Community manifests itself in many ways in The Dispossessed the first of which is in the societal structure of Anarres. The inhabitants of Anarres are anarchists and thus without government, but not without a social order. Odo’s plan was to decentralize their society, not de-urbanize it: “She intended that all communities be connected by communication and transportation networks, so that goods and ideas would get where they wanted, and the administration of things might work with speed and ease, and no community should be cut off from change and interchange” (95). Their planet is not an easy one to live on, and without cooperation from the entire Anarresti community, their society could not survive the harsh conditions. Their work is connected to the community—what they do, how they do it, and where their talents lie are contributions to society. The connection between the makers and their products is strong—thus, Shevek is confused when he visits the Urrasti equivalent of a mall:

And the strangest thing about the nightmare street was that none of the millions of things for sale were made there. They were only sold there. Where were the workshops, the factories, where were the farmers, the craftsmen, the miners, the weavers, the chemists, the carvers, the dyers, and the designers, the machinists, where were the hands, the people who made? Out of sight, somewhere else. Behind walls. All the people in all the shops were either buyers or sellers. They had no relation to the things but that of possession. (132)

The connection between maker and product is part of what keeps the Anarres society communal; they do not experience reification and isolation from one another that Althusser describes is the result of industrial specialization when a worker has no connection with her work (Booker #). Shevek also has difficulty understanding the capitalistic society of Urras: “[I]n the rites of the money-changers, where greed, laziness, and envy were assumed to move all men’s acts, even the terrible became banal. Shevek looked at this monstrous pettiness with contempt, and without interest. He did not admit, he could not admit, that in fact it frightened him” (131). Much of his confusion and distress emerges because the function of labor and production on Anarres are forces of the community and of the social organism, while on Urras they fracture, reify, and separate the community.

The Anarresti community also does not consider basic distinctions between individuals as affecting their societal function. One does the work they are best suited to do, regardless of gender or age. The scientists on Urras are confused when Shevek inquires about female scientists—on Anarres, about half the scientists are women as they are about half of the population; however, the Urrasti believe that women “can’t do the math; no head for abstract thought; don’t belong. You know how it is, what women call thinking is done with the uterus! Of course, there’s always a few exceptions, God-awful brainy women with vaginal atrophy” (73). For the men of Urras, an intelligent woman is one who is not a true woman, a woman who does not have access to femininity or feminine sexuality because she thinks. One scientist, Pae, admits that perhaps women would make good lab technicians, to “free men for original work much sooner”, though Oiie comments, “Not in my lab, you won’t…keep ‘em in their place” (74). Shevek realizes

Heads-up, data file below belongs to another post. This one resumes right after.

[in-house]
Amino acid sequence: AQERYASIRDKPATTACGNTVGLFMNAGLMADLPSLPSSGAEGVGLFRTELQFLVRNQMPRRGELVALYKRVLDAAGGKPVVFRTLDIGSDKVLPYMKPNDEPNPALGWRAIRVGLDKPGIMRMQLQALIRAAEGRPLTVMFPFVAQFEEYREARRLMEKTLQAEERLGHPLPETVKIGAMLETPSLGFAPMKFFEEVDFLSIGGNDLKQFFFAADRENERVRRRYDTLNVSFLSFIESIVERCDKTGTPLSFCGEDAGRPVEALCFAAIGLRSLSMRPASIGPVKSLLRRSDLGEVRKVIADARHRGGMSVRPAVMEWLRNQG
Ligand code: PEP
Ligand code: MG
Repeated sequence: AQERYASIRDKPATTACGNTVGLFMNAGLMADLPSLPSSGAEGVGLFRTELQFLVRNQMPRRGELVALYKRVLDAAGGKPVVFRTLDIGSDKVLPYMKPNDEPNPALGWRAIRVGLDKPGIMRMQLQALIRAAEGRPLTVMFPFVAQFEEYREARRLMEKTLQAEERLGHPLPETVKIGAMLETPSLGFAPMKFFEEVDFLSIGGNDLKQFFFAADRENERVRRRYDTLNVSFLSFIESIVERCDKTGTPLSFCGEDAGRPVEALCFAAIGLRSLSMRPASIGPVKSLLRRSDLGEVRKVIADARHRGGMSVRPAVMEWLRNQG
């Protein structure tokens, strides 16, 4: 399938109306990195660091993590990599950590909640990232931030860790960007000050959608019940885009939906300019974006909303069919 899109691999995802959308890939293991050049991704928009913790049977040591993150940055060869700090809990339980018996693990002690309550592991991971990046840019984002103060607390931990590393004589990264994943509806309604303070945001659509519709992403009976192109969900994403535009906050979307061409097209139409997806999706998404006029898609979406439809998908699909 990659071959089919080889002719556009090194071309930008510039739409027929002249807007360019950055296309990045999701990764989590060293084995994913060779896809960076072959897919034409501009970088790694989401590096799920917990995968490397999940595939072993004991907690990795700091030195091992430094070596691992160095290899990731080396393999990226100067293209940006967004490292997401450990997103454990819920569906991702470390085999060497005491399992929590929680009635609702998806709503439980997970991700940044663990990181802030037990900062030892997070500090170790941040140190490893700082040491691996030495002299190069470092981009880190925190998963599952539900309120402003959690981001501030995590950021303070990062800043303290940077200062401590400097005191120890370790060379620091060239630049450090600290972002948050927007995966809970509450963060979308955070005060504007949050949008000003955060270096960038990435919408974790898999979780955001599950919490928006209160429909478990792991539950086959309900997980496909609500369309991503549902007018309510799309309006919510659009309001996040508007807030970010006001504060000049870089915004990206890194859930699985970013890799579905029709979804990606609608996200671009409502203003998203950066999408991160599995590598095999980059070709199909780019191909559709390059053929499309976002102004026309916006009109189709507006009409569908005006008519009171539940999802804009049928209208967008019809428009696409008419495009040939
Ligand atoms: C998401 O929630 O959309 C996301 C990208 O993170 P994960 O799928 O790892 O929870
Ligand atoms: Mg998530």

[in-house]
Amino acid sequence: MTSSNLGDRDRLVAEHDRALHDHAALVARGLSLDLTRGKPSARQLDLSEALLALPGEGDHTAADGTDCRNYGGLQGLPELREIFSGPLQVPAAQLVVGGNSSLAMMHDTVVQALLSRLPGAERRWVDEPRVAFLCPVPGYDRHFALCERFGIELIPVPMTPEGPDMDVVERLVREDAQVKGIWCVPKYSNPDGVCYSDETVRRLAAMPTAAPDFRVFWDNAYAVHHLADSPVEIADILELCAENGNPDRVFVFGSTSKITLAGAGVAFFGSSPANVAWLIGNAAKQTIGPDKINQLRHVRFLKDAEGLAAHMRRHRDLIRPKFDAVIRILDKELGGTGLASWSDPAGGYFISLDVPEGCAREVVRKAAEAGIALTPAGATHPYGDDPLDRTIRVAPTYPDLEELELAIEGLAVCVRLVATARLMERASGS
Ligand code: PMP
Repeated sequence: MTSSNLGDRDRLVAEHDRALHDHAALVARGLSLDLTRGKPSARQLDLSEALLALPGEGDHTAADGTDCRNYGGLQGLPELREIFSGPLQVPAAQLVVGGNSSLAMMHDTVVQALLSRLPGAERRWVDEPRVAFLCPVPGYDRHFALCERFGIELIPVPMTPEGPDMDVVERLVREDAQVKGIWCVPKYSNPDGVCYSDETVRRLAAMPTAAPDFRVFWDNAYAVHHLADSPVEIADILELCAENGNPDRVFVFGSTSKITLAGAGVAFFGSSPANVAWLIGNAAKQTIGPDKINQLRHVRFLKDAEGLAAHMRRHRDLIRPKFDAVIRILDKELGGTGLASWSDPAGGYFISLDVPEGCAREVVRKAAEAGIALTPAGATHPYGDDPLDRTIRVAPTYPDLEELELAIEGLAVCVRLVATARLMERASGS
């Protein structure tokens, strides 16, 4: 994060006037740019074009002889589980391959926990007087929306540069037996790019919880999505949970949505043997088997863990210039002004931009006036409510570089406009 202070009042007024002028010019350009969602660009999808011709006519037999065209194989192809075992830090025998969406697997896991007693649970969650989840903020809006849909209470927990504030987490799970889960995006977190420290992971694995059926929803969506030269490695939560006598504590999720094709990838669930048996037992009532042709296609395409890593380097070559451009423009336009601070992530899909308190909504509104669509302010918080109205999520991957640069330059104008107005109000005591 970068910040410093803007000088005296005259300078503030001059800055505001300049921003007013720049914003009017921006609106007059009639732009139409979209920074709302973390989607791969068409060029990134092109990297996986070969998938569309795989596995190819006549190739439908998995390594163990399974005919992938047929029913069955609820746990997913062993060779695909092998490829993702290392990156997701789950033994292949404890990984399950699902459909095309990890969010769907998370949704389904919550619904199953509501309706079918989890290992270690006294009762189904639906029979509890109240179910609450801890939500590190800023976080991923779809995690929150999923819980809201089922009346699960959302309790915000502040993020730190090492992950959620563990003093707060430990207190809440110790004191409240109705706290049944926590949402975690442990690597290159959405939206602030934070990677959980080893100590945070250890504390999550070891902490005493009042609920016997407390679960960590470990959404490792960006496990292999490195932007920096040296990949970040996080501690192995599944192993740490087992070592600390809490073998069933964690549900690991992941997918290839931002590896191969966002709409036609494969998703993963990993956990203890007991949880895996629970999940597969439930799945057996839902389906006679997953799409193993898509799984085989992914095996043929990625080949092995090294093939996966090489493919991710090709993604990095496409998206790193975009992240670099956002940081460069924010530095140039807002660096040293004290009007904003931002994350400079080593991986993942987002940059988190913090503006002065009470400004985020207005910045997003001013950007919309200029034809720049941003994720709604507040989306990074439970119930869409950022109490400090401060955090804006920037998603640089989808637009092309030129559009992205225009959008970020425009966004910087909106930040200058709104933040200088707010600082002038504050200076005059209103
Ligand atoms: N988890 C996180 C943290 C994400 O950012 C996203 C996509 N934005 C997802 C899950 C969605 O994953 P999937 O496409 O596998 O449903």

that he had touched in these men an impersonal animosity that went very deep. Apparently they, like the tables on the ship, contained a woman, a suppressed, silenced, bestialized woman, a fury in a cage. He had no right to tease them. They knew no relation but possession. They were possessed. (74-5)

The loss of community on Urras occurs when women are not allowed to participate or to have meaningful relationships—they are merely possessed.

When he is invited to Oiie’s home on Urras, he realizes that he was cut off from a part of himself by being isolated from both women and children: “It was so good to be talking with a woman again! No wonder he had felt his existence to be cut off, artificial, among men, always men, lacking the tension and attraction of the sexual difference” (146). He sees, however, that an Anarres-type community exists on a small scale in his colleague’s home: “Oiie was fond of his wife and trusted her. He behaved to her and to his children very much as an Anaresti might. In fact, at home, he suddenly appeared as a simple, brotherly kind of man, a free man” (147). On Anarres, that community that is confined to the home on Urras is extended throughout the Anarresti society.